Recognized in Lewis, there is a fundamental difference between eligibility for Chapter 13 and discharge of debt at completion of payments under a plan. There are many reasons why debtors eligible for Chapter 13 do not discharge some or all of their debts—including that some debtors never complete payments under the plan and some debts are statutorily excepted from discharge.14 Neither the Bankruptcy Code nor reported decisions confused eligibility requirements with conditions for discharge prior to BAPCPA and there is nothing in BAPCPA to suggest that confusion is now warranted.15


1  See, e.g., H.R. Rep. No. 109-31, at 3 (“S. 256 . . . includes provisions intended to deter serial and abusive bankruptcy filings.”).


2  See 11 U.S.C. § 109(g)(1), discussed in § 22.1 [ 11 U.S.C. § 109(g)(1)—Willful Failure to Abide by Court Order or to Appear in Proper Prosecution ] § 25.2  11 U.S.C. § 109(g)(1)—Willful Failure to Abide by Court Order or to Appear in Proper Prosecution, and 11 U.S.C. § 109(g)(2), discussed in § 23.1 [ 11 U.S.C. § 109(g)(2)—Voluntary Dismissal after Request for Relief from Stay ] § 25.3  11 U.S.C. § 109(g)(2)—Voluntary Dismissal after Request for Relief from Stay.


3  There is one new eligibility requirement in § 109(h) that is not related to prior bankruptcy experience. See §§ 369.1 [ In General ] § 18.1  In General369.14 [ [ ORIGINAL SECTION TITLE NOT FOUND ] ] § 21.4  11 U.S.C. § 109(h)(4): Incapacity, Disability or Active Military Duty.


4  See § 432.1 [ When Does § 362(c)(3) Apply? ] § 60.1  When Does § 362(c)(3) Apply?.


5  See 11 U.S.C. § 362(b)(21), discussed in § 431.1 [ Real Estate, Landlord and In Rem Exceptions ] § 58.9  Real Estate, Landlord and In Rem Exceptions after BAPCPA.


6  See 11 U.S.C. § 362(b)(20) and (d)(4), discussed in § 431.1 [ Real Estate, Landlord and In Rem Exceptions ] § 58.9  Real Estate, Landlord and In Rem Exceptions after BAPCPA.


7  The codebtor stay in 11 U.S.C. § 1301 is discussed in §§ 84.1 [ Cosigners and Joint Obligors Are Protected ] § 65.1  Cosigners and Joint Obligors Are Protected90.1 [ Irreparable Harm ] § 67.5  Irreparable Harm and 436.1 [ Codebtor Heaven ] § 65.3  Codebtor Heaven after BAPCPA.


8  See § 436.1 [ Codebtor Heaven ] § 65.3  Codebtor Heaven after BAPCPA.


9  See § 84.1 [ Cosigners and Joint Obligors Are Protected ] § 65.1  Cosigners and Joint Obligors Are Protected.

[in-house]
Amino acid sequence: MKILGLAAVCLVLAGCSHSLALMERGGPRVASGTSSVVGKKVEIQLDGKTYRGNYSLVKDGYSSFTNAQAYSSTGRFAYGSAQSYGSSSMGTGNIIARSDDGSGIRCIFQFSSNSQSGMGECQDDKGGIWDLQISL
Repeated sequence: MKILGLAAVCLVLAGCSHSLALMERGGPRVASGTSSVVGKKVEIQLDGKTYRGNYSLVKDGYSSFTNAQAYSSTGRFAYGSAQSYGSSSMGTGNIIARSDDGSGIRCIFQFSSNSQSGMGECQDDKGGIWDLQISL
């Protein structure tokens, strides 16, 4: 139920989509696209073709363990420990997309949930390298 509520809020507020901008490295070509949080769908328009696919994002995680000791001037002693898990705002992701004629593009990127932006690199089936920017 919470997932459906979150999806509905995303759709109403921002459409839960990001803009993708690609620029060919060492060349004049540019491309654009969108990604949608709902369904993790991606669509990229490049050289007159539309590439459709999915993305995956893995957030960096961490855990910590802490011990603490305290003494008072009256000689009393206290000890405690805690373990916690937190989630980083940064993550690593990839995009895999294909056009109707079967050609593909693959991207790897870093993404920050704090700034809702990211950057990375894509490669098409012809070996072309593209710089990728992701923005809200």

10  11 U.S.C. § 1328(f), discussed in § 543.1 [ New Limitations on Successive Discharges ] § 156.2  Limitations on Successive Discharges.


11  See 11 U.S.C. § 1307(c)(1) (“unreasonable delay . . . prejudicial to creditors” is a ground for conversion or dismissal), discussed in §§ 311.2 [ Conversion on Request of Creditor or Trustee ] § 141.2  Conversion on Request of Creditor or Trustee and 312.1 [ Cause for Conversion ] § 141.3  Cause for Conversion.


12  339 B.R. 814 (Bankr. S.D. Ga. 2006).


13  339 B.R. at 816–17. Accord Branigan v. Khan (In re Khan), Nos. DKC 2006-2818, DKC 2006-2788, 2006 WL 3716036, at *2–*3 (D. Md. Dec. 14, 2006) (Section 1328(f) is not an eligibility provision and does not require dismissal of Chapter 13 petition by debtor ineligible to receive a discharge. “[E]ligibility to file a Chapter 13 petition is set forth in 11 U.S.C. § 109 . . . . While there are some limitations on that general grant of eligibility, see, e.g., § 109(g), there is no prohibition based on the inability to be granted a discharge or the fact that the debtor is a serial filer. . . . Congress did not intend categorically to foreclose the benefit of Chapter 13 reorganization to a debtor who previously has filed for Chapter 7 relief. . . . The language of section 1328(f) is clear and unambiguous. It prohibits only the grant of a discharge under Chapter 13, and does not address the circumstances, set out in section 109, under which a Chapter 13 bankruptcy petition may be filed.”); In re McGhee, 342 B.R. 256, 258 (Bankr. W.D. Ky. 2006) (Citing In re Lewis, 339 B.R. 814 (Bankr. S.D. Ga. 2006), with approval, that debtors received a Chapter 7 discharge within four years of filing the current Chapter 13 petition precludes discharge but does not prohibit eligibility. “[I]t is clear that a debtor who received a discharge in a Chapter 7, 11, or 12 case filed within four years of the debtor filing a subsequent Chapter 13 petition is ineligible for a discharge in his/her subsequent Chapter 13 case. . . . [T]he discharge prohibition in § 1328(f) does not prevent an individual from seeking and receiving chapter 13 relief. . . . Eligibility for chapter 13 relief is governed by 11 U.S.C. § 109(e). . . . A plain reading of § 1328(f) only prevents a discharge in certain circumstances . . . . [T]hat a chapter 13 petition was filed with the knowledge that a discharge is not available is not in itself sufficient to find that the chapter 13 petition was not filed in good faith. Indeed, there may be occasions in which a financially distressed debtor would find it advantageous to seek relief under Chapter 13 knowing that a discharge is not available.”); In re Bateman, 341 B.R. 540, 542 (Bankr. D. Md. 2006) (Adopting In re Lewis, 339 B.R. 814 (Bankr. S.D. Ga. 2006), new § 1328(f) is not an eligibility provision. “Congress just completed a massive renovation of the Bankruptcy Code. If it had intended to make ineligibility for a discharge a further bar to filing a bankruptcy case under § 109, it would have done so.”).


14  See 11 U.S.C. § 1328, discussed in §§ 345.1 [ Alimony, Maintenance or Support ] § 158.1  Alimony, Maintenance or Support354.1 [ Exceptions to Hardship Discharge ] § 160.6  Exceptions to Hardship Discharge before BAPCPA and §§ 548.1 [ Taxes ] § 159.1  Taxes558.1 [ New and Changed Exceptions to Hardship Discharge ] § 160.7  Exceptions to Hardship Discharge Added or Changed by BAPCPA.


15  Counting the two-year and four-year periods in new § 1328(f) is another story altogether. See § 543.1 [ New Limitations on Successive Discharges ] § 156.2  Limitations on Successive Discharges.